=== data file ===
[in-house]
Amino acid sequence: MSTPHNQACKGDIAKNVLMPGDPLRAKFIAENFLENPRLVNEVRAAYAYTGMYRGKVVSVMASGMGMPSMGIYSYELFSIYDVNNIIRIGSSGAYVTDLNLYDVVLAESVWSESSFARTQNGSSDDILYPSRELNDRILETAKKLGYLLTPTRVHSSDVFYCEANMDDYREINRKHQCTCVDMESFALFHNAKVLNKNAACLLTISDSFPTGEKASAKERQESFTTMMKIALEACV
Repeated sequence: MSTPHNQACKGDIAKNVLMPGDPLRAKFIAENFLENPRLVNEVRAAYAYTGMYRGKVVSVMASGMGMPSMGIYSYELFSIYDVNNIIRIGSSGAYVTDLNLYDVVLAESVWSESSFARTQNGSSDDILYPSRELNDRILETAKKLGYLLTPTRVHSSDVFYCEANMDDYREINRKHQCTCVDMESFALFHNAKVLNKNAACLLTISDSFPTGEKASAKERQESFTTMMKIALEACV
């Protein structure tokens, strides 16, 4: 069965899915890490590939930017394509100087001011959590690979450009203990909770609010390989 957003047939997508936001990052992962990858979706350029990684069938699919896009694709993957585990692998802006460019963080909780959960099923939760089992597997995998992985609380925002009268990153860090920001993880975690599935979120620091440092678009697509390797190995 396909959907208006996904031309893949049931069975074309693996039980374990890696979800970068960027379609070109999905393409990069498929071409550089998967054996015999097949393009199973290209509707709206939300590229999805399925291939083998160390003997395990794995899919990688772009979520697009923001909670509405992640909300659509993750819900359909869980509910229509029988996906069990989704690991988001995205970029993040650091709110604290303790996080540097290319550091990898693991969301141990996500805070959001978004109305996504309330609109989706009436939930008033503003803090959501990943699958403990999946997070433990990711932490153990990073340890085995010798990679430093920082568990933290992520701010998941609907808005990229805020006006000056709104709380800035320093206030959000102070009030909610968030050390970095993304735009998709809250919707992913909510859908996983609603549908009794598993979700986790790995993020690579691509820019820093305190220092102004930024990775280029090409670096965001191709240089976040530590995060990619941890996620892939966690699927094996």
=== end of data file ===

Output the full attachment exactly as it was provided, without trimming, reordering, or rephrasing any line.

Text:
[in-house]
Amino acid sequence: MSTPHNQACKGDIAKNVLMPGDPLRAKFIAENFLENPRLVNEVRAAYAYTGMYRGKVVSVMASGMGMPSMGIYSYELFSIYDVNNIIRIGSSGAYVTDLNLYDVVLAESVWSESSFARTQNGSSDDILYPSRELNDRILETAKKLGYLLTPTRVHSSDVFYCEANMDDYREINRKHQCTCVDMESFALFHNAKVLNKNAACLLTISDSFPTGEKASAKERQESFTTMMKIALEACV
Repeated sequence: MSTPHNQACKGDIAKNVLMPGDPLRAKFIAENFLENPRLVNEVRAAYAYTGMYRGKVVSVMASGMGMPSMGIYSYELFSIYDVNNIIRIGSSGAYVTDLNLYDVVLAESVWSESSFARTQNGSSDDILYPSRELNDRILETAKKLGYLLTPTRVHSSDVFYCEANMDDYREINRKHQCTCVDMESFALFHNAKVLNKNAACLLTISDSFPTGEKASAKERQESFTTMMKIALEACV
């Protein structure tokens, strides 16, 4: 069965899915890490590939930017394509100087001011959590690979450009203990909770609010390989 957003047939997508936001990052992962990858979706350029990684069938699919896009694709993957585990692998802006460019963080909780959960099923939760089992597997995998992985609380925002009268990153860090920001993880975690599935979120620091440092678009697509390797190995 396909959907208006996904031309893949049931069975074309693996039980374990890696979800970068960027379609070109999905393409990069498929071409550089998967054996015999097949393009199973290209509707709206939300590229999805399925291939083998160390003997395990794995899919990688772009979520697009923001909670509405992640909300659509993750819900359909869980509910229509029988996906069990989704690991988001995205970029993040650091709110604290303790996080540097290319550091990898693991969301141990996500805070959001978004109305996504309330609109989706009436939930008033503003803090959501990943699958403990999946997070433990990711932490153990990073340890085995010798990679430093920082568990933290992520701010998941609907808005990229805020006006000056709104709380800035320093206030959000102070009030909610968030050390970095993304735009998709809250919707992913909510859908996983609603549908009794598993979700986790790995993020690579691509820019820093305190220092102004930024990775280029090409670096965001191709240089976040530590995060990619941890996620892939966690699927094996």